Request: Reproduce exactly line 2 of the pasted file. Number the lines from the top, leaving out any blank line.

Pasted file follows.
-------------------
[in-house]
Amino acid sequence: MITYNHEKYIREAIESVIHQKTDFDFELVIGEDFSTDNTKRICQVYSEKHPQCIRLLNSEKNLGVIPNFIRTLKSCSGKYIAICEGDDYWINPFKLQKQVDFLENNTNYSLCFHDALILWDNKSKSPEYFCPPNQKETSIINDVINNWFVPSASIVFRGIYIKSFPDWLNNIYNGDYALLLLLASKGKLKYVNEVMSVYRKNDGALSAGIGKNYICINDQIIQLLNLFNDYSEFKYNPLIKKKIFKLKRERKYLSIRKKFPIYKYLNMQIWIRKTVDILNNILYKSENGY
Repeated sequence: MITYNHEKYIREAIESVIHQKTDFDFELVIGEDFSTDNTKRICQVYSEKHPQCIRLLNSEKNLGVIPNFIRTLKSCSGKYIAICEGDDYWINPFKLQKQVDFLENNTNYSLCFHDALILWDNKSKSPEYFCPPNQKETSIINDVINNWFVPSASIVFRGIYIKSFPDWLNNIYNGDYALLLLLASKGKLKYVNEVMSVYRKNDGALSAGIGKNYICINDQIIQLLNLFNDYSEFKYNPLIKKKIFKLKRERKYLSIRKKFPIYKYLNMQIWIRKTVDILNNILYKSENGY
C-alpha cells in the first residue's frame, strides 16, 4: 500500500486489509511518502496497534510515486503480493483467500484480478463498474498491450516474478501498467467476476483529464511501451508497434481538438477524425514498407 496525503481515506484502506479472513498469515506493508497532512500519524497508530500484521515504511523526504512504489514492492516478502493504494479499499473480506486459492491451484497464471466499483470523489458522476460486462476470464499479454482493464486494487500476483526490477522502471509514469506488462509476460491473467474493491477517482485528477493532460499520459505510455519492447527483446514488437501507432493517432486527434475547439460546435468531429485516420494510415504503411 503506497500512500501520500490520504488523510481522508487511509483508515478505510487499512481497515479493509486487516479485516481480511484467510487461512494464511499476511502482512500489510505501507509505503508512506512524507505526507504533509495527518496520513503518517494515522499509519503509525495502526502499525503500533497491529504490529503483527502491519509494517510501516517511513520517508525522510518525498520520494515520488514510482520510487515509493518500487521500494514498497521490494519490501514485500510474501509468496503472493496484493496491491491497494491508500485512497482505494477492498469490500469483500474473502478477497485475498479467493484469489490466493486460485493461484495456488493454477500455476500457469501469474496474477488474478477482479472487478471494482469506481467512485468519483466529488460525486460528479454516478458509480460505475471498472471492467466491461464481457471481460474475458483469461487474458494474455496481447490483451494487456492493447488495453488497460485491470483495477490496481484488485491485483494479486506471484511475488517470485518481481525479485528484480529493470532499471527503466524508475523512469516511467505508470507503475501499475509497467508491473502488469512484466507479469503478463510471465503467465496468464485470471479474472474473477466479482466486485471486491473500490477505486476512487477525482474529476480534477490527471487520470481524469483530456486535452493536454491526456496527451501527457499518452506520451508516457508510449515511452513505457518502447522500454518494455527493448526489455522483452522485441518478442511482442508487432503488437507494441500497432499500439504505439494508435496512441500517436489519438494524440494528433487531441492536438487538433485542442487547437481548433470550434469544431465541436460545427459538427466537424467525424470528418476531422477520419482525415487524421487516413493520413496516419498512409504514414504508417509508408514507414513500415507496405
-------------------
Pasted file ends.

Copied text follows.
Amino acid sequence: MITYNHEKYIREAIESVIHQKTDFDFELVIGEDFSTDNTKRICQVYSEKHPQCIRLLNSEKNLGVIPNFIRTLKSCSGKYIAICEGDDYWINPFKLQKQVDFLENNTNYSLCFHDALILWDNKSKSPEYFCPPNQKETSIINDVINNWFVPSASIVFRGIYIKSFPDWLNNIYNGDYALLLLLASKGKLKYVNEVMSVYRKNDGALSAGIGKNYICINDQIIQLLNLFNDYSEFKYNPLIKKKIFKLKRERKYLSIRKKFPIYKYLNMQIWIRKTVDILNNILYKSENGY